“Everything I wanted to say, it’s in the book,” she told me recently. “So much of what had happened to me had been suppressed. I didn’t think that I could talk about some of the incidents in my life. I would talk about it, and then I’d wonder, did I really go through this? I couldn’t sleep many times after our interviews. I am not going to hold back on things to protect people anymore. That time is gone.”

From a young age, Onuora was selected to represent Great Britain. Her mother would call relatives across Nigeria, telling them that her girl was taking on the world. As a young athlete, Onuora juggled her time as an economics student at university with a heavy training load on the track.

In the book, she tells the story for the first time of how the man she entrusted with nursing her body back to health sexually assaulted her several times. The complex medical jargon he used initially caused her to doubt herself. “How many young female athletes at every level of sport have been sexually assaulted by a medical practitioner they trusted? When you are young and filled with dreams as an athlete, you are at your most vulnerable. Your job is to perform and conform,” she writes in the book.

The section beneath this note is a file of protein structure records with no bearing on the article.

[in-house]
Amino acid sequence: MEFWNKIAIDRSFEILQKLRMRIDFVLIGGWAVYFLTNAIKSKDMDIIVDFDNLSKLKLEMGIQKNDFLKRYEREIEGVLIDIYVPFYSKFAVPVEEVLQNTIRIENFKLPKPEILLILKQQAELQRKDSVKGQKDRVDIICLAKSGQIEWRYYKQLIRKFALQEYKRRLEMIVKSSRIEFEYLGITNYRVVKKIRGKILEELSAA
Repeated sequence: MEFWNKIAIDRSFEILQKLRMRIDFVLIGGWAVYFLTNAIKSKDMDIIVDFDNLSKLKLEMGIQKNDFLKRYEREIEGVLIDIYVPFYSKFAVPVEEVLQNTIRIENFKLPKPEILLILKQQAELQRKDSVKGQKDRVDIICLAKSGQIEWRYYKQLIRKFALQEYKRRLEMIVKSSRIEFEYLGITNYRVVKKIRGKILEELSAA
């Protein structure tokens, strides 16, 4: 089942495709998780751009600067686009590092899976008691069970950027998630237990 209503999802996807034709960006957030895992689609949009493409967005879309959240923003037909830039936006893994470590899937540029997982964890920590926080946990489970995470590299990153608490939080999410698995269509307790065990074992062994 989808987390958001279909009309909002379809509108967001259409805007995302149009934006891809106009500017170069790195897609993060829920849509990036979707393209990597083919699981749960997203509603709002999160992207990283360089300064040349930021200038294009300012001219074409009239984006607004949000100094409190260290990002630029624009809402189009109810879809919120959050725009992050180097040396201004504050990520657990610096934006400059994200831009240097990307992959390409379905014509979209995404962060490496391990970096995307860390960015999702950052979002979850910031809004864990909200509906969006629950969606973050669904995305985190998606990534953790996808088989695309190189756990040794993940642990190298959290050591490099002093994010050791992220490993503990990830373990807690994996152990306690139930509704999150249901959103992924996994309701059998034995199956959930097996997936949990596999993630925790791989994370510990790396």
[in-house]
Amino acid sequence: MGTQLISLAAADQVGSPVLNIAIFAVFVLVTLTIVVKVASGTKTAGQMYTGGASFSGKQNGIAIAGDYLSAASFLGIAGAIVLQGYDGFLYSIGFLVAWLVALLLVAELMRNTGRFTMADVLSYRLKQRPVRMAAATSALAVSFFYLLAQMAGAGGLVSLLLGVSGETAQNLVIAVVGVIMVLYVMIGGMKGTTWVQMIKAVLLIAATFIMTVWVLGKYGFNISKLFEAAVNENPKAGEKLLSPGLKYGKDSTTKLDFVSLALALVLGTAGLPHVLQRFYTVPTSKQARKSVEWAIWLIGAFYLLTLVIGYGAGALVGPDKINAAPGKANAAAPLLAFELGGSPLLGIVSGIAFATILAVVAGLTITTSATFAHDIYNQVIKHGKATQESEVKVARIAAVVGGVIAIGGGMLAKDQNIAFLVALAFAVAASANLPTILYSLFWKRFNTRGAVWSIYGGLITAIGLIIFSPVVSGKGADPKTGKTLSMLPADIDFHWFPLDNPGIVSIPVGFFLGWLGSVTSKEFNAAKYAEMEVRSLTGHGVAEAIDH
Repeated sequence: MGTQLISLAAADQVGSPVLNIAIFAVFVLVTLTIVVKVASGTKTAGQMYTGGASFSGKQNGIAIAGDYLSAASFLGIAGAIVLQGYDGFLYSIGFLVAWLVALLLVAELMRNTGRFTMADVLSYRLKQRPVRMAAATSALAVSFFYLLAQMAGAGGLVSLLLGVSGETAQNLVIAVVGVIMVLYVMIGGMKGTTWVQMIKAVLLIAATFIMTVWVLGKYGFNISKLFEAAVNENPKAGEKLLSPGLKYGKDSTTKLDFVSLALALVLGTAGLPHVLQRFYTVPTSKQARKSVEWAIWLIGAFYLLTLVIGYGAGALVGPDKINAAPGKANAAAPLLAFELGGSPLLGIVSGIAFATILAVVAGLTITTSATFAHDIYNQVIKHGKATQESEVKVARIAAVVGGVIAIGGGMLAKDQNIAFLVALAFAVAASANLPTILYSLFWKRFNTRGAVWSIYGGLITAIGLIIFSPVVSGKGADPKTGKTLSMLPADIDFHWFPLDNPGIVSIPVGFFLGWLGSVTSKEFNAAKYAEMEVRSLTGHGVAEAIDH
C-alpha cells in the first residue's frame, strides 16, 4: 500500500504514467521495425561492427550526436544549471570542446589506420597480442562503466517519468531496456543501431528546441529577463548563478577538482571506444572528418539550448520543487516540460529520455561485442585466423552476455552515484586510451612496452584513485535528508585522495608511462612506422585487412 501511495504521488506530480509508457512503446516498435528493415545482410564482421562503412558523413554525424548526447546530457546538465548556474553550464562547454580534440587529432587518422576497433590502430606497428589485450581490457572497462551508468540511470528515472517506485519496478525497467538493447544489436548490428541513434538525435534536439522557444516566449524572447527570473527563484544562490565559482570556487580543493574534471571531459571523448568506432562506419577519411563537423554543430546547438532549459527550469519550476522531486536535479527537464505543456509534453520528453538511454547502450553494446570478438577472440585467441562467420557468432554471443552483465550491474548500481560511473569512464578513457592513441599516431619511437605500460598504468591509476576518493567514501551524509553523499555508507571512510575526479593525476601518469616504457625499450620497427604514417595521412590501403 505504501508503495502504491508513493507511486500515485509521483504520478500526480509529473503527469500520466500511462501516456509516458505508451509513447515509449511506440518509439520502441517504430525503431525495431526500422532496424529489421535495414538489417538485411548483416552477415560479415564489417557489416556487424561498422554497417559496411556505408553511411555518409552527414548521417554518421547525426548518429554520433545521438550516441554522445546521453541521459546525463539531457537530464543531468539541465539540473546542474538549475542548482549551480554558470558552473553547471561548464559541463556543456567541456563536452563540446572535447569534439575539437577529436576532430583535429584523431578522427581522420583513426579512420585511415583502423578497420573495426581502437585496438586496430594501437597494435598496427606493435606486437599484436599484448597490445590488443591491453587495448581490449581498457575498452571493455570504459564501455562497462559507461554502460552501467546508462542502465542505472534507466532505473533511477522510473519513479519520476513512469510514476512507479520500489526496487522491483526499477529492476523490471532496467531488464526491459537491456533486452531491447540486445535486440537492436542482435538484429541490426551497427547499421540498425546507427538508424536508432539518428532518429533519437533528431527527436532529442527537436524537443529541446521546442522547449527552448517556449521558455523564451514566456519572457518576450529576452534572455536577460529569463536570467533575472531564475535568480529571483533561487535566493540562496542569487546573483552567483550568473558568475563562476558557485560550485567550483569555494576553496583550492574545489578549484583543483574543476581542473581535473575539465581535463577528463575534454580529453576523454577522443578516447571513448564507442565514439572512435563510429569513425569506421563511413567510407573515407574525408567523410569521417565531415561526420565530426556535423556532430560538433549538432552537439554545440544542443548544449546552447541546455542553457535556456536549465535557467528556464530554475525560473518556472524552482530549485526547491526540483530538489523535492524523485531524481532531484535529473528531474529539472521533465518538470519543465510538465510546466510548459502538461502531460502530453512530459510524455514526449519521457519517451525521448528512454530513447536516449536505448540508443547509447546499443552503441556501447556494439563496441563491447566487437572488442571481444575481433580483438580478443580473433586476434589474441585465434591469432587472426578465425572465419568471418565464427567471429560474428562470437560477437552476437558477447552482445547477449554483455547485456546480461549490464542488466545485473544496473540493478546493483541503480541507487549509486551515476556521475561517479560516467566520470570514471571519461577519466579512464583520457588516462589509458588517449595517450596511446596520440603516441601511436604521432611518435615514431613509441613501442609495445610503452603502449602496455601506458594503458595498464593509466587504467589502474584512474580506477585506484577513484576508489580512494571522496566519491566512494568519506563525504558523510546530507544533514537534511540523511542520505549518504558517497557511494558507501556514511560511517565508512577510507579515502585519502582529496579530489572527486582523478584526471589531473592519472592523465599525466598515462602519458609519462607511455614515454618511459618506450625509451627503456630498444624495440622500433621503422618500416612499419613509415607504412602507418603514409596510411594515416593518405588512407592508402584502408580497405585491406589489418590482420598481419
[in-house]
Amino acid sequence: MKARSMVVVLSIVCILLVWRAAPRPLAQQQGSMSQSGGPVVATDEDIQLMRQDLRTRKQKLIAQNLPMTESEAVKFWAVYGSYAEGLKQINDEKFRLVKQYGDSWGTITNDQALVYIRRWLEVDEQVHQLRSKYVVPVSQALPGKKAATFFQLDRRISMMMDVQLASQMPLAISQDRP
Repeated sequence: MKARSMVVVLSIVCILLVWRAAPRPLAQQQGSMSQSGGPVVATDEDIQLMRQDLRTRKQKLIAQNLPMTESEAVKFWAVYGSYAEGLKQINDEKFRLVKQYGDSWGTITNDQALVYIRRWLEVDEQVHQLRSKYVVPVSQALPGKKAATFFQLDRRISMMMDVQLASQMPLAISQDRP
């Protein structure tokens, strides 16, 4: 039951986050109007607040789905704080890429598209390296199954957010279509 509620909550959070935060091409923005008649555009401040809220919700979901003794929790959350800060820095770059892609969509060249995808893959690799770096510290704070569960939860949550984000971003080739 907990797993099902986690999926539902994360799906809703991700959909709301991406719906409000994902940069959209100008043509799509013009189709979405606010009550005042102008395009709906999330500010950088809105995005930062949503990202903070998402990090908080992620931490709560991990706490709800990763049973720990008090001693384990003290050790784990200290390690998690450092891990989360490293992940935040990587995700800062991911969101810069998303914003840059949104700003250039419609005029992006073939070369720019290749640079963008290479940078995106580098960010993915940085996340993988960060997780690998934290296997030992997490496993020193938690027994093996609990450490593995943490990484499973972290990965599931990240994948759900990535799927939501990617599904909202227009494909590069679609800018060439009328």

Onuora never felt she had anybody to talk to at a leadership level who could relate to her experiences with this man, or about the racism she had faced as a child and as an athlete. At an athletics event in Italy, she was stretching outside a stadium in her tracksuit and was confronted by the police who asked her why she was loitering. In South Africa, she was asked in a restaurant why she wasn’t serving the food. In China, she was ignored by a rank of taxi drivers who refused to pick her up, while stopping for white tourists.